Episode 6

Tamako Market たまこまーけっと

Tamako washes the neighborhood bodhisattva.

Tamako Market たまこまーけっと

Tamako Market たまこまーけっと

Tamako Market たまこまーけっと

She notices that in the heat of summer, footfall in the shōtengai drops to nearly nothing at midday.

Tamako Market たまこまーけっと

Tamako Market たまこまーけっと

At the bath house, she proposes a “chilling” haunted house as a promotional event to attract people to the arcade.

Tamako Market たまこまーけっと

Tamako Market たまこまーけっと

Plans are refined at Stars and Clowns, the record shop/cafe.

Tamako Market たまこまーけっと

Tamako Market たまこまーけっと

Tamako Market たまこまーけっと

The bath house’s unused storage space is donated to the cause.

Tamako Market たまこまーけっと

An announcement is made over the PA in the shōtengai to donate cardboard and other needed materials.

Tamako Market たまこまーけっと

Tamako Market たまこまーけっと

Tamako Market たまこまーけっと

The adults begin to see mysterious and chilling sights, such as will-o’-the-wisps in the shōtengai and a bloody salaryman on a pedestrian overcrossing over the canal.

Tamako Market たまこまーけっと

Tamako Market たまこまーけっと

Advertisements for the haunted house go up.

Tamako Market たまこまーけっと

Tamako Market たまこまーけっと

The event is successful. The genuinely frightened shop owners spreading their own fears around the neighborhood increases interest in the haunted house.

Tamako Market たまこまーけっと

Tamako Market たまこまーけっと

Tamako Market たまこまーけっと

At the after party, Kanna reveals that she had contrived the “ghost” sightings.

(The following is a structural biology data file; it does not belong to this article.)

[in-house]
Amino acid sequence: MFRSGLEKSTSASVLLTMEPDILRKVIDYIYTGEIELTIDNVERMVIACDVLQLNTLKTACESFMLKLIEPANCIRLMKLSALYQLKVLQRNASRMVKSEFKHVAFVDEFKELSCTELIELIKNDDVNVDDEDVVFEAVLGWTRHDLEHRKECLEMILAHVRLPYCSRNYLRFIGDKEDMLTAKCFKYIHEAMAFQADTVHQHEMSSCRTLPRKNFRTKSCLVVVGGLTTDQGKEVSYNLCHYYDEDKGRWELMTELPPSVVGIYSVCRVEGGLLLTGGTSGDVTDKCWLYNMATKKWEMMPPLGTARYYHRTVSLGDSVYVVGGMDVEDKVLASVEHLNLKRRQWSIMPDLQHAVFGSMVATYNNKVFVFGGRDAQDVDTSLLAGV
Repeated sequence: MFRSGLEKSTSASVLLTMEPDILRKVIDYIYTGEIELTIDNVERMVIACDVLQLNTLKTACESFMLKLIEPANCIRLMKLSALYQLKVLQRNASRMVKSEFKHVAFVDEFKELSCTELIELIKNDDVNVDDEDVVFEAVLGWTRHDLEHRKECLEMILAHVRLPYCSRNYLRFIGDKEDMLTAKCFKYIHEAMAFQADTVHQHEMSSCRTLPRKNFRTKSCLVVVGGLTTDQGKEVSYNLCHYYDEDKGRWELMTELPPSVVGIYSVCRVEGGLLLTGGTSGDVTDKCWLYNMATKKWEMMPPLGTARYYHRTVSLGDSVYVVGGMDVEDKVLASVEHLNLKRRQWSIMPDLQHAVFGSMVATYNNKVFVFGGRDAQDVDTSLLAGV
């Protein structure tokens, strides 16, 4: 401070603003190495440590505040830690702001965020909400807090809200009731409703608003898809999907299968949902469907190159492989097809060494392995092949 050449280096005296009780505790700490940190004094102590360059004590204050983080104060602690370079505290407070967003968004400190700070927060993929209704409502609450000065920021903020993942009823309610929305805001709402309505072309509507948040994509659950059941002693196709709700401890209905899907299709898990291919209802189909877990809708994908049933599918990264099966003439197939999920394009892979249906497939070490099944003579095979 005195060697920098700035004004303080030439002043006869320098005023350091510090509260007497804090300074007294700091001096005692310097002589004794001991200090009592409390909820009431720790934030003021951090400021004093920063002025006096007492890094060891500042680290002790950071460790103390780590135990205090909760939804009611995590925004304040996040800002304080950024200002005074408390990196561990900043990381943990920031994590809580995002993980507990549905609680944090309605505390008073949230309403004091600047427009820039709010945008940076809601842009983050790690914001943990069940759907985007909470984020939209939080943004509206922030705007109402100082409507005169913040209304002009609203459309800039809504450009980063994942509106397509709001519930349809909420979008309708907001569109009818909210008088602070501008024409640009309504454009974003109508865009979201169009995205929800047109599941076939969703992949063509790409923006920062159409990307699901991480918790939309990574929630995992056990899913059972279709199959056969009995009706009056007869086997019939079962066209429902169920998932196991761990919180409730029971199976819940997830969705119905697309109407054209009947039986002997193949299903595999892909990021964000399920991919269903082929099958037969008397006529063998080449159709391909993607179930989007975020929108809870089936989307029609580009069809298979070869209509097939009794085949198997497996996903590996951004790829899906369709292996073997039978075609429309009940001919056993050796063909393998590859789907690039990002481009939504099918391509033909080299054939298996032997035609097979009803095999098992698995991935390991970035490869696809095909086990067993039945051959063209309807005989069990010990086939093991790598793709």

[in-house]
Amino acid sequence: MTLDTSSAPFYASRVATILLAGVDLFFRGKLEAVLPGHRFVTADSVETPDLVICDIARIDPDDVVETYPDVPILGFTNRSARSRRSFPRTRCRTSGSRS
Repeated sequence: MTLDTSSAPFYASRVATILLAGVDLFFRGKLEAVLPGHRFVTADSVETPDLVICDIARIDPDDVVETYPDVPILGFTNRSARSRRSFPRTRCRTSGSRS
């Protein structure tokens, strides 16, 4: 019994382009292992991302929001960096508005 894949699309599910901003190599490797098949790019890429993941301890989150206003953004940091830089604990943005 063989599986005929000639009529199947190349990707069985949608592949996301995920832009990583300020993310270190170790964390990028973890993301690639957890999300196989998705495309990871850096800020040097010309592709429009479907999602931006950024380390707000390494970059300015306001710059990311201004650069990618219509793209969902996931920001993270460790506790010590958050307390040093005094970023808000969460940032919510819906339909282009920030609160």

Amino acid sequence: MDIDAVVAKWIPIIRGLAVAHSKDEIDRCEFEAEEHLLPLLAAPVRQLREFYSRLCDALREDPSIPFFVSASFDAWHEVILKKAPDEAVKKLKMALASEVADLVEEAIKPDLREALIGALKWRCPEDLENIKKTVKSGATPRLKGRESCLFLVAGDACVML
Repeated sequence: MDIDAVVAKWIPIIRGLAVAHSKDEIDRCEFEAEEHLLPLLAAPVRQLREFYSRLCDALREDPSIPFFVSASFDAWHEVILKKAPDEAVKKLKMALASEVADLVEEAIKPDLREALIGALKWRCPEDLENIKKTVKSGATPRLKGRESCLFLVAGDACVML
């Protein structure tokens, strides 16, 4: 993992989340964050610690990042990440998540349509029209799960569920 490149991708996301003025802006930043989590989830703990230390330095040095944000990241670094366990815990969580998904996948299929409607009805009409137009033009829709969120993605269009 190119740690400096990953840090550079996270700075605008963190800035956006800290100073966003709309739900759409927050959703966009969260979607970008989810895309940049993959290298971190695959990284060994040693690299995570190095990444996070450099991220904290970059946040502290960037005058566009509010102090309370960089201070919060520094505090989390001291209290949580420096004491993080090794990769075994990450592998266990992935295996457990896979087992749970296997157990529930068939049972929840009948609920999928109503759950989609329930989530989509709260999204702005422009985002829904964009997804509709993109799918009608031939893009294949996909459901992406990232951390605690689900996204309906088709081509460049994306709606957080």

Tamako Market たまこまーけっと

Her plan is hatched at the intersection of Imadegawa-dōri and Teramachi-dōri.

Tamako Market たまこまーけっと

Tamako Market たまこまーけっと

This overcrossing is just north of Fujinomori Station (藤森駅).

Mangirl!

(まんがーる! Mangāru!)
Watch: Crunchyroll

Episode 7

Mangirl! まんがーる!

An unexpected entrant this week, Mangirl! (portmanteau of manga and girl) is a series of manic, 3 minute shorts based on a 4-koma comic strip about a group of young women trying to launch a manga magazine. This episode has them barreling across Japan to research settings for incorporation in pieces drawn by their star mangaka.

Mangirl! まんがーる!

The itinerary is loaded with famous venues across the country, as well all of the transit choices needed to get to them.

Mangirl! まんがーる!

They start out leaving Tokyo on the Tōkaidō Shinkansen (東海道新幹線) bound for Kyoto.

Mangirl! まんがーる!

Kyoto Station (京都駅)

Mangirl! まんがーる!

Teradaya Inn (寺田屋). The building is reachable by Chūshojima Station on the Keihan Main Line. This is the same station that appeared last week in Tamako Market.

Mangirl! まんがーる!

Kobe Naval Training Center (神戸海軍操練所)

Mangirl! まんがーる!

The Indiana Jones style route map features a Shinkansen instead of airplane. The animator has conveniently included the “N700” model number on the side of the cars. This leg is Kobe to Hiroshima, so Sanyō Shinkansen (山陽新幹線).

Mangirl! まんがーる!

Tomo no ura (鞆の浦)

Mangirl! まんがーる!

Night bus to Kagoshima (鹿児島)

Mangirl! まんがーる!

Shiobitashi Onsen (塩浸温泉)

Mangirl! まんがーる!

Mangirl! まんがーる!

Shofuku-ji (聖福寺) in Nagasaki (長崎)

Mangirl! まんがーる!

One of the lines of the Nagasaki Electric Tramway (長崎電気軌道)

Mangirl! まんがーる!

Kōchi (高知)

Da Capo III

(〜ダ・カーポ III〜 Da Kāpo III)
Watch: Crunchyroll

Episode 6

Da Capo III 〜ダ・カーポ III〜

Lots of time in the Sakura Shōtengai this week. Kiyotaka runs into Sakura while shopping.

An astute observer, Twitter user @yutonyanBT, discovered these signs indicating the pedestrian only hours for a street in Onomichi that are an identical match to those in this show. While I wasn’t able to do much digging, I did pull up these blog posts (1 and 2) from a fan pilgrimage to Onomichi for the 2005 anime Kamichu! Though the croissant-shaped island in Da Capo III is clearly made-up, many of the scenes in the show bear striking resemblance to photographs of Onomichi.